Sunday, September 7, 2008

Confusing The Difference Between Energy and Electricity, T Boone Pickens is Damned Liar*, and Other Good Intentions Gone Bad

The difference seems simple enough, but I hear a lot of people including politicians and cable news anchors (read Papa Bear) screw this up most of the time. Not understanding the difference when discussing energy policy can lead to huge mistakes.

For instance, O'Reilly and T Boone Pickens like to quote that we use roughly 25% of the worlds energy but only have 3% of the population. True enough, but they never mention that we (US) generate roughly 26% of the worlds GDP. Obama made the same uninformed statement back in May, which sent me into spasms - Eat Tu Obama.

The issue they are trying to highlight is usually our consumption of petroleum based energy - primarily used for transportation. And that's a conversation worth having. But T. Boone, Obama, and O'Reilly always want to lump total domestic energy consumption, including electricity, with our transportation consumption. The anti-capitalists love this confusion. It allows them to demonize all generation and use of energy as a symptom of a gluttonous society while prosecuting their fight to limit the expansion of energy production, even as the population of this country continues to grow. See California in the Gray Davis days for prime examples.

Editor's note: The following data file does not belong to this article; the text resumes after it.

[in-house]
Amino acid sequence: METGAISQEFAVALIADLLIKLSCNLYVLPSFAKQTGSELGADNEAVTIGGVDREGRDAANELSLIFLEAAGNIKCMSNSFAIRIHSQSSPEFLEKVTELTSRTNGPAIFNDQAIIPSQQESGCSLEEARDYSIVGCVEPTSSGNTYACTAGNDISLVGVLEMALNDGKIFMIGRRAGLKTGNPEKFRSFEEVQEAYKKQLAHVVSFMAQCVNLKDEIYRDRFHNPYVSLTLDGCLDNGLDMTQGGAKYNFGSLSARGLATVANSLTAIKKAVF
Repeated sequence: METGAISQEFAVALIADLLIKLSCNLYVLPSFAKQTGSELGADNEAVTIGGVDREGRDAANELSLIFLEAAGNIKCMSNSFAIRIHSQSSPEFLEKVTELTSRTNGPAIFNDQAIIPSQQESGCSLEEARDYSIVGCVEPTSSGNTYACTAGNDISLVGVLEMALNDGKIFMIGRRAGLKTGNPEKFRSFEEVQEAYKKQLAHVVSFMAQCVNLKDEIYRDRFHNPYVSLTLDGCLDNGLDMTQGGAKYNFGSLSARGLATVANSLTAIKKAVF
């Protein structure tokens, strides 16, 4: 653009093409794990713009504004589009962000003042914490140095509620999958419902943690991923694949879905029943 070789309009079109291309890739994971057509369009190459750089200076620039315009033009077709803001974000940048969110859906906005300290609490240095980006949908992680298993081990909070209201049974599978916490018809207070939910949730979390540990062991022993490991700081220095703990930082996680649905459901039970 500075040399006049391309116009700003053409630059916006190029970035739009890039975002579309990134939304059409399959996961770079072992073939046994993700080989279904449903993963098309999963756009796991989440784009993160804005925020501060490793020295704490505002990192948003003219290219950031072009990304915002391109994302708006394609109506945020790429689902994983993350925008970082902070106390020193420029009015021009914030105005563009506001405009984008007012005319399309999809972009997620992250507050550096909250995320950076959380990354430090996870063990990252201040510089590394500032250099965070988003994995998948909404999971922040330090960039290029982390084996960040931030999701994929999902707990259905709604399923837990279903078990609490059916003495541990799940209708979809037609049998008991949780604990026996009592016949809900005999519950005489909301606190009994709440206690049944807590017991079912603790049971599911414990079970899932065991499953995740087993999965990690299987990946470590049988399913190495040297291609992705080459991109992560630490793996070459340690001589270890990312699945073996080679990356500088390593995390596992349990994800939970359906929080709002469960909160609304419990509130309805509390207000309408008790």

It seems that the politicians and bureaucrats in Europe have the same problem discerning between total energy and electricity.

A former chief scientific adviser to the government has said that EU renewable-energy quotas will cause widespread fuel poverty. Sir David King believes that European heads of state, in agreeing the targets, may have mistaken electricity usage for total energy consumption - leading to overly ambitious and expensive goals being set.

"If we overdo wind we are going to put up the price of electricity and that means more people will fall into the fuel poverty trap," said Sir David, speaking to the BBC.

King believes that the EU heads of state may only have meant to sign up to 20 per cent of electricity being renewable, not 20 per cent of all energy used.

"I think there was some degree of confusion at the heads of states meeting dealing with this," he told the BBC.

"If they had said 20 per cent renewables on the electricity grids across the European Union by 2020, we would have had a realistic target... saying 20 per cent of all energy, I actually wonder whether that wasn't a mistake. I was rather surprised when I heard what the decision was."

Based on the constant confusion between the two here in the US, I would bet the wind farm that we are heading into the same swamp of good intentions and unintended consequences.

*Using statistics to tell untruths.

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